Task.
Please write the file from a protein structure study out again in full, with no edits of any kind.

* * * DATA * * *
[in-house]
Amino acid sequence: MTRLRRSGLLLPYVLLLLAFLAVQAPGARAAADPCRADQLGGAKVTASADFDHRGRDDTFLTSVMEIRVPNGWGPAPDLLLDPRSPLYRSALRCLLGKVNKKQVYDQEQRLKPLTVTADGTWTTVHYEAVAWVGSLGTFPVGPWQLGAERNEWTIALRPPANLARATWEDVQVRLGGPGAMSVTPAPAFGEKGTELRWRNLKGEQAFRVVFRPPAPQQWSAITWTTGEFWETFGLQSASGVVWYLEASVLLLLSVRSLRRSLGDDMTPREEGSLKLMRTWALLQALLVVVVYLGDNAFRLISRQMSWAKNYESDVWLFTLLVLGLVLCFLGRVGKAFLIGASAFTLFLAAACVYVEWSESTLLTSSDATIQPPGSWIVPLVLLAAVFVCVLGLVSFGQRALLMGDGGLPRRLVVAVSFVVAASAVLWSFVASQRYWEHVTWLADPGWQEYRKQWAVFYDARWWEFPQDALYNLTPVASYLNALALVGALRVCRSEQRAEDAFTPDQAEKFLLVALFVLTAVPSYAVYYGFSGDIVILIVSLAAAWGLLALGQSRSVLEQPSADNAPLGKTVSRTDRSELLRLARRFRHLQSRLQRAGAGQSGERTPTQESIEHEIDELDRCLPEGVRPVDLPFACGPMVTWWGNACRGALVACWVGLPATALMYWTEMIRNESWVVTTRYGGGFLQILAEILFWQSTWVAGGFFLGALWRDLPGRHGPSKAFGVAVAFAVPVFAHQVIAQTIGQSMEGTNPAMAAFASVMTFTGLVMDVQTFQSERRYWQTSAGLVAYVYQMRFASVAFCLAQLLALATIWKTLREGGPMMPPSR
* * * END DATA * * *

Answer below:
[in-house]
Amino acid sequence: MTRLRRSGLLLPYVLLLLAFLAVQAPGARAAADPCRADQLGGAKVTASADFDHRGRDDTFLTSVMEIRVPNGWGPAPDLLLDPRSPLYRSALRCLLGKVNKKQVYDQEQRLKPLTVTADGTWTTVHYEAVAWVGSLGTFPVGPWQLGAERNEWTIALRPPANLARATWEDVQVRLGGPGAMSVTPAPAFGEKGTELRWRNLKGEQAFRVVFRPPAPQQWSAITWTTGEFWETFGLQSASGVVWYLEASVLLLLSVRSLRRSLGDDMTPREEGSLKLMRTWALLQALLVVVVYLGDNAFRLISRQMSWAKNYESDVWLFTLLVLGLVLCFLGRVGKAFLIGASAFTLFLAAACVYVEWSESTLLTSSDATIQPPGSWIVPLVLLAAVFVCVLGLVSFGQRALLMGDGGLPRRLVVAVSFVVAASAVLWSFVASQRYWEHVTWLADPGWQEYRKQWAVFYDARWWEFPQDALYNLTPVASYLNALALVGALRVCRSEQRAEDAFTPDQAEKFLLVALFVLTAVPSYAVYYGFSGDIVILIVSLAAAWGLLALGQSRSVLEQPSADNAPLGKTVSRTDRSELLRLARRFRHLQSRLQRAGAGQSGERTPTQESIEHEIDELDRCLPEGVRPVDLPFACGPMVTWWGNACRGALVACWVGLPATALMYWTEMIRNESWVVTTRYGGGFLQILAEILFWQSTWVAGGFFLGALWRDLPGRHGPSKAFGVAVAFAVPVFAHQVIAQTIGQSMEGTNPAMAAFASVMTFTGLVMDVQTFQSERRYWQTSAGLVAYVYQMRFASVAFCLAQLLALATIWKTLREGGPMMPPSR